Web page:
Time to care
Posted on 26 November 2012 by Alexander Gates
I recently had one of those rare but very welcome letters of praise from a patient. It meant a lot, as you can sometimes feel isolated being a junior doctor in a primary care setting
I discussed it with my GP supervisor, and her reply was surprising: ‘Think yourself lucky — we GPs never get feedback like that!’
This got me thinking, perhaps the presence of junior doctors in general practice provides a perceived extra service that no over-worked GP could hope to provide. That is, the very notion of spending 20 minutes with each patient, the chance to explore their concerns in more detail, the luxury of time. In fact, for my first month in general practice, I was afforded 30 minute slots, as are many junior doctors when they begin their rotations.
Of course, the very act of listening to a patient for that long has in itself a huge therapeutic effect. I’ve lost count of the number of times a patient has thanked me for being so thorough and taking the time to listen, contrary to the perceived experience of being ushered out of the consulting room by a busy GP after an all-too brief encounter.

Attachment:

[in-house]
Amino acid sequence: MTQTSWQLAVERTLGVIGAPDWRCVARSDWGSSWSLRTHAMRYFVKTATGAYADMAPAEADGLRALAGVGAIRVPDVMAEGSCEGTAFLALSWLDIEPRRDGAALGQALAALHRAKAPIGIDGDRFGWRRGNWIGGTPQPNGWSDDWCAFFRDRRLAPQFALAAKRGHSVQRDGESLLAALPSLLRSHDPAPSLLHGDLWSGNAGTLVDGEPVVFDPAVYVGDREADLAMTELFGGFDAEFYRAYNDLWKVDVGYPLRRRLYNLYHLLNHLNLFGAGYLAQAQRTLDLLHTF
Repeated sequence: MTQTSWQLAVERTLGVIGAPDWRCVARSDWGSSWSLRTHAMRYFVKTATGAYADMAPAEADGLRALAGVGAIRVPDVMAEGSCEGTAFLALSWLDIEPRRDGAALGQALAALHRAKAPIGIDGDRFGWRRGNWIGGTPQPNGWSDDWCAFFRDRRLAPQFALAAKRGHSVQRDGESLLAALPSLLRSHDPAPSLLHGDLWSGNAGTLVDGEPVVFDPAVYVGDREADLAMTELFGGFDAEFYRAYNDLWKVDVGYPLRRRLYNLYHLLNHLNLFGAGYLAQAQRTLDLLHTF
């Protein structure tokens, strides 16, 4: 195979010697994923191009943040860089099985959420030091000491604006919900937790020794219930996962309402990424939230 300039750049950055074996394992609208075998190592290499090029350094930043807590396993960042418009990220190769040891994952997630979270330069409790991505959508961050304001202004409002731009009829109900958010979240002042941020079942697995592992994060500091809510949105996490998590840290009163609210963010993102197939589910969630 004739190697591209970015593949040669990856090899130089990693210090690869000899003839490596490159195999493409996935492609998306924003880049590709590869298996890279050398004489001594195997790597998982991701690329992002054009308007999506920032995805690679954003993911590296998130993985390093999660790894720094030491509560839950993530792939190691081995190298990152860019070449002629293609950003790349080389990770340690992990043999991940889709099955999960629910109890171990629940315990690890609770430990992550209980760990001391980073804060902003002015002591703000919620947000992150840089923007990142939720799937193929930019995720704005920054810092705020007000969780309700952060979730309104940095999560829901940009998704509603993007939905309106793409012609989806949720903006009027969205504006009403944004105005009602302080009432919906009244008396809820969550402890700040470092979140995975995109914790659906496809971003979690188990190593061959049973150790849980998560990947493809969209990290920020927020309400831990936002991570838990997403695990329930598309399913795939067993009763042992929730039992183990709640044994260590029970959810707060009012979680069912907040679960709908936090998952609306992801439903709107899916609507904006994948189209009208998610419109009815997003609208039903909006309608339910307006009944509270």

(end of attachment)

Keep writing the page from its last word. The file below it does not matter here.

I have nothing but respect and admiration for the GPs I have got to work with over the last three months, and their commitment to providing the best possible patient care and experience is clear to see. It therefore saddens me that time, that luxury that so many patients need and appreciate, is so increasingly scarce in general practice.
I don’t feel I have offered anything particularly groundbreaking to my patients by way of impressive diagnoses or treatment, but what is evident is that as a junior doctor I can listen to each patient with an enthusiastic attention to detail without having the challenge of addressing all their needs and concerns in under 10 minutes. I do hope the government’s latest primary care reforms do not put even greater pressure on the consultation.
Alexander Gates is a foundation doctor 2 in Bristol
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